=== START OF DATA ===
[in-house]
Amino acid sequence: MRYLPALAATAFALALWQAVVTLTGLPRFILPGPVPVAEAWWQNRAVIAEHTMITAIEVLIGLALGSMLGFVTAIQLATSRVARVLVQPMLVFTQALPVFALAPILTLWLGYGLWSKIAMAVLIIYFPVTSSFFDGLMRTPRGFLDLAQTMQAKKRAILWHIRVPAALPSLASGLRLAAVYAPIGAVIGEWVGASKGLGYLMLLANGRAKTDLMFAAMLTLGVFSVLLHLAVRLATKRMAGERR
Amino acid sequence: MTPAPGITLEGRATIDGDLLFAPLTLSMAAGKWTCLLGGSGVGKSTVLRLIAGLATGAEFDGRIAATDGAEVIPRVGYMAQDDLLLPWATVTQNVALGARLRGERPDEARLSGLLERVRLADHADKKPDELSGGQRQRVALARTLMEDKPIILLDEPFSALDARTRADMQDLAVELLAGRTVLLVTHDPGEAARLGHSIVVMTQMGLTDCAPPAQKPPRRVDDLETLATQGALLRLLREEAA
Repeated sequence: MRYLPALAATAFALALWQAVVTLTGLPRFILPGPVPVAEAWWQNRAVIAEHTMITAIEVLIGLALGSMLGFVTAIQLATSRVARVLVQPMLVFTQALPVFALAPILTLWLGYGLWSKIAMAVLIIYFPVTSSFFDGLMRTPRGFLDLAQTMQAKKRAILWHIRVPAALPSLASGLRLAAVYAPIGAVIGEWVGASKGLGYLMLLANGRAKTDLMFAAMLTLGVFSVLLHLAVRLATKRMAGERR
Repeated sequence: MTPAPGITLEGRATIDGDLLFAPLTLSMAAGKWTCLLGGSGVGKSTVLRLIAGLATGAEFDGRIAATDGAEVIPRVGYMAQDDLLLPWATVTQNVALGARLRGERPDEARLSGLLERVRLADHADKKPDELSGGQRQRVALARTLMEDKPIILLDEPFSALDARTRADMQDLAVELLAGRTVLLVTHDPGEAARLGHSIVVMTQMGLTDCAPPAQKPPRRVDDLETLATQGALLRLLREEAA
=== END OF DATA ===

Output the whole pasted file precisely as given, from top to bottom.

[in-house]
Amino acid sequence: MRYLPALAATAFALALWQAVVTLTGLPRFILPGPVPVAEAWWQNRAVIAEHTMITAIEVLIGLALGSMLGFVTAIQLATSRVARVLVQPMLVFTQALPVFALAPILTLWLGYGLWSKIAMAVLIIYFPVTSSFFDGLMRTPRGFLDLAQTMQAKKRAILWHIRVPAALPSLASGLRLAAVYAPIGAVIGEWVGASKGLGYLMLLANGRAKTDLMFAAMLTLGVFSVLLHLAVRLATKRMAGERR
Amino acid sequence: MTPAPGITLEGRATIDGDLLFAPLTLSMAAGKWTCLLGGSGVGKSTVLRLIAGLATGAEFDGRIAATDGAEVIPRVGYMAQDDLLLPWATVTQNVALGARLRGERPDEARLSGLLERVRLADHADKKPDELSGGQRQRVALARTLMEDKPIILLDEPFSALDARTRADMQDLAVELLAGRTVLLVTHDPGEAARLGHSIVVMTQMGLTDCAPPAQKPPRRVDDLETLATQGALLRLLREEAA
Repeated sequence: MRYLPALAATAFALALWQAVVTLTGLPRFILPGPVPVAEAWWQNRAVIAEHTMITAIEVLIGLALGSMLGFVTAIQLATSRVARVLVQPMLVFTQALPVFALAPILTLWLGYGLWSKIAMAVLIIYFPVTSSFFDGLMRTPRGFLDLAQTMQAKKRAILWHIRVPAALPSLASGLRLAAVYAPIGAVIGEWVGASKGLGYLMLLANGRAKTDLMFAAMLTLGVFSVLLHLAVRLATKRMAGERR
Repeated sequence: MTPAPGITLEGRATIDGDLLFAPLTLSMAAGKWTCLLGGSGVGKSTVLRLIAGLATGAEFDGRIAATDGAEVIPRVGYMAQDDLLLPWATVTQNVALGARLRGERPDEARLSGLLERVRLADHADKKPDELSGGQRQRVALARTLMEDKPIILLDEPFSALDARTRADMQDLAVELLAGRTVLLVTHDPGEAARLGHSIVVMTQMGLTDCAPPAQKPPRRVDDLETLATQGALLRLLREEAA